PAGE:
Extensions
There are many ways of extending the previous model. For instance, we could allow for different distributions for zi (see Koop et al., 1995) or for many outputs
to exist (see Fernandez, Koop and Steel, 2000). Here we focus on two other extensions which are interesting in and of themselves, but also allow us to discuss some useful Bayesian techniques.
Explanatory variables in the efficiency distribution
Consider, for instance, a case where data are available for many firms, but some are private companies and others are state owned. Interest centers on investigating whether private companies tend to be more efficient than state owned ones. This type of question can be formally handled by stochastic frontier models if we extend them to allow for explanatory variables in the efficiency distribution. Let us suppose that data exist on m variables which may affect the efficiency of firms (i. e. Wjj, for i = 1… N and j = 1 … m). We assume wi1 = 1 is an intercept and wij are 01 dummy variables for j = 2 … m. The latter assumption could be relaxed at the cost of increasing the complexity of the computational methods. Since X, the mean of the inefficiency distribution, is a positive random variable, a logical extension of the previous model is to allow it to vary over firms in the following manner:
m
V = ПФГ’, (24.12)
j=1
where the ф; > 0 are unknown parameters. Note that if ф; = 1 for j = 2 … m then this model reduces to the previous one. To aid in interpretation, observe how this specification allows, for instance, for private and state owned firms to have different inefficiency distributions. If wi2 = 1 indicates that firm i is private, then ф2 > 1 implies that the mean of the inefficiency distribution is lower for private firms and, hence, that private firms tend to be more efficient than state owned ones. We stress that such a finding would not imply that every private firm is more efficient than every state owned one, but rather that the former are drawing their efficiencies from a distribution with a higher mean. Such a specification seems very suitable for many sorts of policy issues and immediately allows for outofsample predictions.
For the new parameters, ф = (ф1… фш)’, we assume independent gamma priors: р(ф) = р(ф1)… р(фш) with р(ф;) = /с(ф;1 a, bj) for j = 1… m. If the explanatory variables have no role to play (i. e. ф2 = … = ф„ = 1), then ф1 is equivalent to X1 in the previous model. This suggests one may want to follow the prior elicitation rule discussed above and set a1 = 1 and b1 = – ln (t*). The other prior hyperparameters, aj and bj for j = 2 … m, can be selected in the context of particular applications with moderate values for these parameters yielding a relatively noninformative prior. See Koop et al. (1997) for details.
A posterior simulator using Gibbs sampling with data augmentation can be set up as a straightforward extension of the one considered above. In fact, the posterior conditionals for в and h (i. e. equations (24.8) and (24.9)) are completely unaffected and the conditional for z in (24.11) is only affected in that X1iN must be replaced by the vector n = (X1… X))’, where X1 is given in equation (24.12). It can also be verified that for j = 1… m:11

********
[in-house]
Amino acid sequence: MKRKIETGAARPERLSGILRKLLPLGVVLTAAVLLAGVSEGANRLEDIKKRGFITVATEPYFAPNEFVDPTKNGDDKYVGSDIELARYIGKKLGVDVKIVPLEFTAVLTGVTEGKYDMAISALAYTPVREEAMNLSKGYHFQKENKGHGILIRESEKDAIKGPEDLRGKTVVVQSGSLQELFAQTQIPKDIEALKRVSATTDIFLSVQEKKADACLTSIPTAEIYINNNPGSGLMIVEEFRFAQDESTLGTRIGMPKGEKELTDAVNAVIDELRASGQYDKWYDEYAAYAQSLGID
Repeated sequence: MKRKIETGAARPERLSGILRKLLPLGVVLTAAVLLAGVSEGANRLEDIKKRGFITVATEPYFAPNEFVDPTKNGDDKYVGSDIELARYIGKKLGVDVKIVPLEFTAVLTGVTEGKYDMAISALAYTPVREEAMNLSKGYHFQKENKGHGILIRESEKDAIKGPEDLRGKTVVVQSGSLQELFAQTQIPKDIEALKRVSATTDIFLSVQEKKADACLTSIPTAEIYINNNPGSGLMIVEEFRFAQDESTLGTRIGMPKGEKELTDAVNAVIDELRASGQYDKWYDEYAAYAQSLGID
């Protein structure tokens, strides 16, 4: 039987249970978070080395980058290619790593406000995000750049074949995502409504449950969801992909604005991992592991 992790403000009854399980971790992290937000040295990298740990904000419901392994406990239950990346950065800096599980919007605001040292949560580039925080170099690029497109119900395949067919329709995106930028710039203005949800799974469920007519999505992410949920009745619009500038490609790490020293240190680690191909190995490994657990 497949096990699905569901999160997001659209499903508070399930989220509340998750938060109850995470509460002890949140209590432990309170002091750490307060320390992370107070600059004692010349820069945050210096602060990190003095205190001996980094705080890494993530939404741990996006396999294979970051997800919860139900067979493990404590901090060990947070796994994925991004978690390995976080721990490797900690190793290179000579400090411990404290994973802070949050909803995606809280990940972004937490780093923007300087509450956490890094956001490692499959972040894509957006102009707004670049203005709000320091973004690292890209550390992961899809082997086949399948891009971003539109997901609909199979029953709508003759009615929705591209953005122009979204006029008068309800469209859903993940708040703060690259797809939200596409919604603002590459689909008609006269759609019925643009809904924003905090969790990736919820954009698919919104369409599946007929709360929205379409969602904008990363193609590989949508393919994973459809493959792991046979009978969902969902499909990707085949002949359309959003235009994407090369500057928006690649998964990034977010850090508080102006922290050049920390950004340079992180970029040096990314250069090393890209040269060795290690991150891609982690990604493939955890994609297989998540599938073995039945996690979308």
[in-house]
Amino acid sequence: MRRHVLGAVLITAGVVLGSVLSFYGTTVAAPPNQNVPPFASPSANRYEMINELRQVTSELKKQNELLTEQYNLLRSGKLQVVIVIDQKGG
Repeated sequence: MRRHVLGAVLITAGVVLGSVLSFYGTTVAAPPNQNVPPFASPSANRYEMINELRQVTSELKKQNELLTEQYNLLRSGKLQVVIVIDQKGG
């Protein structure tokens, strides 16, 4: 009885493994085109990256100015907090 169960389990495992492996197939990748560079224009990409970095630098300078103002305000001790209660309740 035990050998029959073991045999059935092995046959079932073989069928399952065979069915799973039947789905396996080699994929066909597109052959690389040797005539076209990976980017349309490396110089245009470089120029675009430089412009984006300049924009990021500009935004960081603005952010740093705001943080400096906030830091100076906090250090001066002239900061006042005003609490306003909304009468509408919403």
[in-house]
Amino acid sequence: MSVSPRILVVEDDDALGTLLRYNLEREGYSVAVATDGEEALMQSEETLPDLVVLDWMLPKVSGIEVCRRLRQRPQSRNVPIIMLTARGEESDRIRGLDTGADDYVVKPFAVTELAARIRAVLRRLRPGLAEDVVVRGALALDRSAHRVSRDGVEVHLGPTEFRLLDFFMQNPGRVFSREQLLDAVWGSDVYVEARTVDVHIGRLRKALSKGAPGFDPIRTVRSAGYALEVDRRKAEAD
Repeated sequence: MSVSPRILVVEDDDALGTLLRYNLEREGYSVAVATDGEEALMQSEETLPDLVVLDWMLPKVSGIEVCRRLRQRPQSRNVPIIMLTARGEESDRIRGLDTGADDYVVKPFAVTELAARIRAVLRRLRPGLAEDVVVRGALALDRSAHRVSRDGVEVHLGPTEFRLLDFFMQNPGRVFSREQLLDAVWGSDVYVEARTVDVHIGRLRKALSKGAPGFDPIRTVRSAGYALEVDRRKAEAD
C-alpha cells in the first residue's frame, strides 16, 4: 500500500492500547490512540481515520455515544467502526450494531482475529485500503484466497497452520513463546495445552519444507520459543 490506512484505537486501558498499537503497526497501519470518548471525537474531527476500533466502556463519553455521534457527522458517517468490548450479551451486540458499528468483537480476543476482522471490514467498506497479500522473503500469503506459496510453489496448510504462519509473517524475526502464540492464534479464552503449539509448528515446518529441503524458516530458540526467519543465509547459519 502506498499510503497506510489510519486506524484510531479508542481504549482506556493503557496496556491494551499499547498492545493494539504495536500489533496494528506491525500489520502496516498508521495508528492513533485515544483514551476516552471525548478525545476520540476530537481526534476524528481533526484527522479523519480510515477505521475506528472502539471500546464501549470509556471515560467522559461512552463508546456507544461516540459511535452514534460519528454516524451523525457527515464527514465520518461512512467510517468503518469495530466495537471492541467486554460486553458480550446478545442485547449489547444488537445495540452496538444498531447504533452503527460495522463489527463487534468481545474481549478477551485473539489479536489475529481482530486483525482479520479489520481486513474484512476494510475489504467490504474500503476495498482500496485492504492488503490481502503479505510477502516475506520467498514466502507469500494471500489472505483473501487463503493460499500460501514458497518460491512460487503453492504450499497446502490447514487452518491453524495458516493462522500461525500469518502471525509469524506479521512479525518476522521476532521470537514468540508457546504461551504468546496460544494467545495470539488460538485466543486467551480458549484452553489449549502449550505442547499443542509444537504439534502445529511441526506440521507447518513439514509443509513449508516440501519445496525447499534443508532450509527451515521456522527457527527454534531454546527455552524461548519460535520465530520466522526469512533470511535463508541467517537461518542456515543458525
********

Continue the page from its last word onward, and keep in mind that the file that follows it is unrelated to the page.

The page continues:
f 
N N Л 

р(ф;1 y, x, z, p, h, w, ф( j)) = /G 
фі 
aj + X w, bj + X w4zt Пфwi 
i =1 i =1 s Ф j 
where ф(/) = (ф… фу_1г ф/+1… tym)’. Hence, Bayesian inference in this model can again be conducted through sequential drawing from tractable distributions.
So far, we have focused on posterior inference. This stochastic frontier model with varying efficiency distribution can be used to illustrate Bayesian model comparison. Suppose m = 2 and we are interested in calculating the Bayes factor comparing model M1 where ф2 = 1 (e. g. there is no tendency for state owned and private firms to differ in their efficiency distributions) against model M2 with ф2 Ф 1. The prior for M2 is given above. Define у = (P, h, ф(_2))’ as the parameters in the model M1 and let p( ) indicate a density under Ml for l = 1, 2. If we make the reasonable assumption that p2(y ф2 = 1) = p1(y), then the Bayes factor in favor of M1 can be written as the SavageDickey density ratio (see Verdinelli and Wasserman, 1995):
the ratio of posterior to prior density values at the point being tested. Note that the denominator of (24.14) is trivial to calculate since it is merely the gamma prior for ф2 evaluated at a point. The numerator is also easy to calculate using (24.13). As Verdinelli and Wasserman (1995) stress, a good estimator of р(ф2 = 1 y, x, w) on the basis of R Gibbs replications is:
1 R
X p (ф2 = 1 y, x, z(r), P(r), h(r), w, ф(_2)(г)), (24.15)
R r=1
where superscript (r) denotes the rth draw in the Gibbs sampling algorithm. That is, we can just evaluate (24.13) at ф2 = 1 for each draw and average. Bayes factors for hypotheses such as this can be easily calculated without recourse to evaluating the likelihood function or adding steps to the simulation algorithm (as in the more general methods of Gelfand and Dey, 1994 and Chib, 1995, respectively).
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